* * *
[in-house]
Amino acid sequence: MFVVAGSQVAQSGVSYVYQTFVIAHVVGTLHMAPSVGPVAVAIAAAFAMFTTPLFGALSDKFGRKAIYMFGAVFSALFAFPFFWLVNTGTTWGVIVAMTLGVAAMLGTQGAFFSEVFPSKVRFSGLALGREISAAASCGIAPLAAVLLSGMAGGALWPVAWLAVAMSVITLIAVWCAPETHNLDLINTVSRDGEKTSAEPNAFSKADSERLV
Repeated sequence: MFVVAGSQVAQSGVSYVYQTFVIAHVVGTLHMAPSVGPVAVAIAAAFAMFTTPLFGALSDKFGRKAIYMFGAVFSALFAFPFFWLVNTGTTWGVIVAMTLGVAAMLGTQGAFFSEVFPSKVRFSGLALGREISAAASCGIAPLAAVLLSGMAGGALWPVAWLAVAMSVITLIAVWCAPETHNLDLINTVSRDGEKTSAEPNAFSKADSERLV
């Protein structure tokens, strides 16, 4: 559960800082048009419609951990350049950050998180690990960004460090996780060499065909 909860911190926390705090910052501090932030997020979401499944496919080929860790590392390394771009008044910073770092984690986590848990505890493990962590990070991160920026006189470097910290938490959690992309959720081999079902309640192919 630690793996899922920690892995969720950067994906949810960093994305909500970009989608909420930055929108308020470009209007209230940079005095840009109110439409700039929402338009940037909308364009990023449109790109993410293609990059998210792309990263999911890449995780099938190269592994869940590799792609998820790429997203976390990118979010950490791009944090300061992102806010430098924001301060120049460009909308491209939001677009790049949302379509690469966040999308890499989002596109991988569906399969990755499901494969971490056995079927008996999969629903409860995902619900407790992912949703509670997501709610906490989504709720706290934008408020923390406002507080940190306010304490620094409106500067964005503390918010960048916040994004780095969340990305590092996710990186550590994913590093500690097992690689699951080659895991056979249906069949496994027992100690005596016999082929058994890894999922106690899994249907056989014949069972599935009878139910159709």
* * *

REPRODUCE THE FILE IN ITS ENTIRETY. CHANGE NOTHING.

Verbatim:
[in-house]
Amino acid sequence: MFVVAGSQVAQSGVSYVYQTFVIAHVVGTLHMAPSVGPVAVAIAAAFAMFTTPLFGALSDKFGRKAIYMFGAVFSALFAFPFFWLVNTGTTWGVIVAMTLGVAAMLGTQGAFFSEVFPSKVRFSGLALGREISAAASCGIAPLAAVLLSGMAGGALWPVAWLAVAMSVITLIAVWCAPETHNLDLINTVSRDGEKTSAEPNAFSKADSERLV
Repeated sequence: MFVVAGSQVAQSGVSYVYQTFVIAHVVGTLHMAPSVGPVAVAIAAAFAMFTTPLFGALSDKFGRKAIYMFGAVFSALFAFPFFWLVNTGTTWGVIVAMTLGVAAMLGTQGAFFSEVFPSKVRFSGLALGREISAAASCGIAPLAAVLLSGMAGGALWPVAWLAVAMSVITLIAVWCAPETHNLDLINTVSRDGEKTSAEPNAFSKADSERLV
């Protein structure tokens, strides 16, 4: 559960800082048009419609951990350049950050998180690990960004460090996780060499065909 909860911190926390705090910052501090932030997020979401499944496919080929860790590392390394771009008044910073770092984690986590848990505890493990962590990070991160920026006189470097910290938490959690992309959720081999079902309640192919 630690793996899922920690892995969720950067994906949810960093994305909500970009989608909420930055929108308020470009209007209230940079005095840009109110439409700039929402338009940037909308364009990023449109790109993410293609990059998210792309990263999911890449995780099938190269592994869940590799792609998820790429997203976390990118979010950490791009944090300061992102806010430098924001301060120049460009909308491209939001677009790049949302379509690469966040999308890499989002596109991988569906399969990755499901494969971490056995079927008996999969629903409860995902619900407790992912949703509670997501709610906490989504709720706290934008408020923390406002507080940190306010304490620094409106500067964005503390918010960048916040994004780095969340990305590092996710990186550590994913590093500690097992690689699951080659895991056979249906069949496994027992100690005596016999082929058994890894999922106690899994249907056989014949069972599935009878139910159709």